Removing buckthorn and planting the ravine for wildlife
In 2008, we were lucky to receive a Green Partnership Program grant from the City of Ottawa to remove buckthorn trees from the ravine that runs through the FWG. The grant also covered replanting with native trees and shrubs.
- Buckthorn is not a native species.
- Buckthorn tends to grow thickly around the base of trees that birds use frequently (apple, hawthorn, etc.), its many saplings may suppress the growth of these more desirable trees, and they will prevent native shrubs from growing near these trees.
- Leaving even one berry-producing buckthorn tree means that we would continue having new buckthorn seedlings throughout the garden as birds eat the berries and spread the seeds (i.e., we’d be making more work over an indefinite period).
- We have an obligation to remove invasives as much as possible to prevent their spread to other parts of the city and region.
With its layers of trees and shrubs of all sizes, the ravine is a perfect home for birds, mammals, and other wildlife at the FWG.
The ravine is a valued part of the FWG as it is used by many, many wildlife species. It is sheltered from winter winds and the variety of trees and shrubs keep the area cool in summer. A stream runs along the bottom all year. Thus, the ravine provides all the elements of a good wildlife garden: food, water, shelter, and nest sites.
Unfortunately, the ravine also contains several large buckthorn trees; these are self-seeding and creating dense thickets that are slowly replacing other needed vegetation and, thus, reducing diversity.
The ravine is a difficult area for volunteers to work. Cutting large trees with hand saws while standing on a slope, then painstakingly piling branches out of the way is grueling work. Applying for a grant through the City of Ottawa’s Green Partnership Program allowed us to hire people with the appropriate equipment to do this job efficiently and quickly.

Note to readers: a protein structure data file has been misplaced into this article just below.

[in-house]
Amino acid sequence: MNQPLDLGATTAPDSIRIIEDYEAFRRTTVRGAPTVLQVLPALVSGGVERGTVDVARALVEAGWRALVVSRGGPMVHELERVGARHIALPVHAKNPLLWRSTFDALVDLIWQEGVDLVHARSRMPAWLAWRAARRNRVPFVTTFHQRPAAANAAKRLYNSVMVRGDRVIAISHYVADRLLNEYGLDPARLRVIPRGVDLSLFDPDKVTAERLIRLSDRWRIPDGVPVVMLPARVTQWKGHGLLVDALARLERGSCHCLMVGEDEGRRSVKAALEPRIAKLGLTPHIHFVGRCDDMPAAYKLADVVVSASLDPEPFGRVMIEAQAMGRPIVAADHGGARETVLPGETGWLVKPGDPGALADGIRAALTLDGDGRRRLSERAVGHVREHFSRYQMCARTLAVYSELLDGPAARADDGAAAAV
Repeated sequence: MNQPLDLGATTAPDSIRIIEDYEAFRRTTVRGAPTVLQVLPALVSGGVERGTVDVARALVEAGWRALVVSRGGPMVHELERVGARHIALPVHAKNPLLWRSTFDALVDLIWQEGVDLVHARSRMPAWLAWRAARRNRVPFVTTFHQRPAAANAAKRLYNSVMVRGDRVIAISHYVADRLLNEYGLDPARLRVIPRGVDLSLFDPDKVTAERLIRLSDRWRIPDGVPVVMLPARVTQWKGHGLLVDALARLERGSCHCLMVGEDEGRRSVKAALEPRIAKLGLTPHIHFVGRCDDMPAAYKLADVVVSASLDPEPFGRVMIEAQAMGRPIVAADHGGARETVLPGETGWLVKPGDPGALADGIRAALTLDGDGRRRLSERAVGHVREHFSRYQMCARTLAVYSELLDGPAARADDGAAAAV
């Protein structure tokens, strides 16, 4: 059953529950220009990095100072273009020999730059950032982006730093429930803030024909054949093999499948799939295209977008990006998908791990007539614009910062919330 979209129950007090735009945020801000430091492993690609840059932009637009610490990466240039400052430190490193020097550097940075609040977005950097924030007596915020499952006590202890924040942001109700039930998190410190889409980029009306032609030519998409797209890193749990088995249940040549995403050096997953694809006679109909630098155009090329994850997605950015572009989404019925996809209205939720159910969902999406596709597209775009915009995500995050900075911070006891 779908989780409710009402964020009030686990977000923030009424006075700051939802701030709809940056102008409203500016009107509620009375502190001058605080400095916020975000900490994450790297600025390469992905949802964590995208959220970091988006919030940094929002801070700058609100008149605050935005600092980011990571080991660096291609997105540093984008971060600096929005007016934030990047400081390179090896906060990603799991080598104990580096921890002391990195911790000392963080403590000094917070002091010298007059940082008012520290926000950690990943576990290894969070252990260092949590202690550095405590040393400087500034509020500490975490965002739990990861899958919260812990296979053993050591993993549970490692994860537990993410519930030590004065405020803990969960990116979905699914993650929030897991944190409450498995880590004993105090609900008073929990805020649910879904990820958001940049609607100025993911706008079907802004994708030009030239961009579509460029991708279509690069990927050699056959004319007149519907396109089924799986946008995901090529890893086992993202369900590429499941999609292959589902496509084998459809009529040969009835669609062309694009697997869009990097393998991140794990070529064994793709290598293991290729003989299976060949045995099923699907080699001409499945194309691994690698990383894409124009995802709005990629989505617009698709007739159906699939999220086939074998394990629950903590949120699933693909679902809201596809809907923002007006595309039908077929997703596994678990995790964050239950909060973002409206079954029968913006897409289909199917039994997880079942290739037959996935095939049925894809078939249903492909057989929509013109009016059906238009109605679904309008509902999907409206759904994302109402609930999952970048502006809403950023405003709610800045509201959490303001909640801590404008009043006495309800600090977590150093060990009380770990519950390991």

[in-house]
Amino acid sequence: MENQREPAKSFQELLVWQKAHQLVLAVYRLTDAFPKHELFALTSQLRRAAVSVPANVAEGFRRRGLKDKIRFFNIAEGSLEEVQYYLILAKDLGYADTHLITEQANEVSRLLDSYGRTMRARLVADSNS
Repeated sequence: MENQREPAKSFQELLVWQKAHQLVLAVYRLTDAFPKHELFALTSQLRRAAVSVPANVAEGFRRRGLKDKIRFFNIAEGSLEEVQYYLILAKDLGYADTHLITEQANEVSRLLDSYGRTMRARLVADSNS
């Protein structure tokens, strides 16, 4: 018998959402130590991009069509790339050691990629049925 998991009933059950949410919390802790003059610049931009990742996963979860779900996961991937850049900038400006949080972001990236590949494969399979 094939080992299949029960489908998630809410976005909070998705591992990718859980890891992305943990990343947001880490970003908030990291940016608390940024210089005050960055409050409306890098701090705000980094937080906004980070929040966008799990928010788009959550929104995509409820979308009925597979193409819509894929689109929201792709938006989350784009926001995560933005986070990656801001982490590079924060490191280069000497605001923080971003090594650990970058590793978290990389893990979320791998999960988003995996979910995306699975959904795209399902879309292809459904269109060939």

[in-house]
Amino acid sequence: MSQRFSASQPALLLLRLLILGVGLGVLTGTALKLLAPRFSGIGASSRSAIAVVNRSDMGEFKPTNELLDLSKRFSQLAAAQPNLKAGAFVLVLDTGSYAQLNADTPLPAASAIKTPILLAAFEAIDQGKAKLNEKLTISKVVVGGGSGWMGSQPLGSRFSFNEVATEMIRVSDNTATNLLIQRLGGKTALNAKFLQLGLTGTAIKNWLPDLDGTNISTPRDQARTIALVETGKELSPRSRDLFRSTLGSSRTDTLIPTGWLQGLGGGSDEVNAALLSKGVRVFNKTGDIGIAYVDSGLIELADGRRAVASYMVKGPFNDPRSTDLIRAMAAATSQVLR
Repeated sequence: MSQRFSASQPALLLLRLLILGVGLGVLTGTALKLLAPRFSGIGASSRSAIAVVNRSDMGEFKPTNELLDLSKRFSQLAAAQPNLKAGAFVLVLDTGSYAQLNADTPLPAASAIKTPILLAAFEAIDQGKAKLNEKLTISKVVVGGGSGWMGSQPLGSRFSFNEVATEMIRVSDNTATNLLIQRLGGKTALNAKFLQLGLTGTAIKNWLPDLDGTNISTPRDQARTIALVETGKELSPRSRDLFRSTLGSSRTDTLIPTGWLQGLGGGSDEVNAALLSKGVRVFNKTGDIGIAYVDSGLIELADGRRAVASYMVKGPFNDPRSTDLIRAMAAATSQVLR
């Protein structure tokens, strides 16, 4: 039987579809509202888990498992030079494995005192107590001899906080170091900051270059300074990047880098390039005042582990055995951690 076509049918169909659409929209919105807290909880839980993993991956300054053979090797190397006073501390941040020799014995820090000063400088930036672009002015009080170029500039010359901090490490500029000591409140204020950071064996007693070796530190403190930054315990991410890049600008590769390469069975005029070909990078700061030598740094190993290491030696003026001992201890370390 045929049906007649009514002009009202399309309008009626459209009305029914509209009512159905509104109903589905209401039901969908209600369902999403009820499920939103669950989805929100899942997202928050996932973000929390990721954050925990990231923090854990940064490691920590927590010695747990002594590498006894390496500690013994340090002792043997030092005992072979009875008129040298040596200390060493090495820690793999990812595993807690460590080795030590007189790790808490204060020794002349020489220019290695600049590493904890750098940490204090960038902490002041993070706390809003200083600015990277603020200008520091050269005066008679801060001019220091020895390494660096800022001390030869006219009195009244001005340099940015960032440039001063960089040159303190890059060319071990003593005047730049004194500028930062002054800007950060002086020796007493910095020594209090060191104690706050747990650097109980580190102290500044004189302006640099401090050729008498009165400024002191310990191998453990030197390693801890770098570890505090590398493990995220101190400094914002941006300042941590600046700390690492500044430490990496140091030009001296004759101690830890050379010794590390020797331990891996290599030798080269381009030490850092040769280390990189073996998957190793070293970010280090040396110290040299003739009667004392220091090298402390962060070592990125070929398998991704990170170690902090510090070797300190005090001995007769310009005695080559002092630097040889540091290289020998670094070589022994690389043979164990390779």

A winch was used to pull out smaller trees, roots and all. Larger trees were cut and branches hauled out of the ravine.
One issue was timing of this work as we wanted to cause the minimum disturbance to wildlife. From April to July birds are nesting; by September, mammals are collecting their winter food supply. As a result, the heavy work (using machinery) was done in mid-August.
E&S Tree Service employees removed at least 13 very large buckthorn trees and innumerable smaller ones from half of the south slope of the ravine. Some were pulled from the roots with a winch and larger ones were chain-sawed down to soil level.
You can see from the size of this stump (left) how massive the buckthorn trees were with their tangle of multiple trunks.
To prevent regrowth, Tony cuts stumps off at ground level…
and covers them with thick pool liner.
The removed trees were chipped and the chips were exchanged for chips of non-invasive tree species. The exchange was made so that we wouldn’t be spreading buckthorn seeds around our site. Some of the chips have been used as mulch around the trails and garden, with plenty more available for next season.
An industrial chipper made short work of the berry-laden branches.
Several large brush piles were built around and within the cleared area to block access, slow erosion, and provide wildlife cover.
The brushpiles were more visible after snowfall.
The work also involved mowing down and pulling nodes of the invasive alien dog-strangling vine from large areas of the slope and access areas.
Native plant remediation
Once the choking canopy of buckthorn and dog-strangling vine was removed, we discovered several good clumps of native shrubs valuable to wildlife, including hawthorn trees, red osier dogwood, wild grape, and wild plum trees.
Although the bare slope looked like a bit of a wasteland this fall, the purple flowering raspberry, red osier dogwood and other species already growing at the edges will quickly spread into the open space. FWG volunteers also planted many new native trees and shrubs in this area.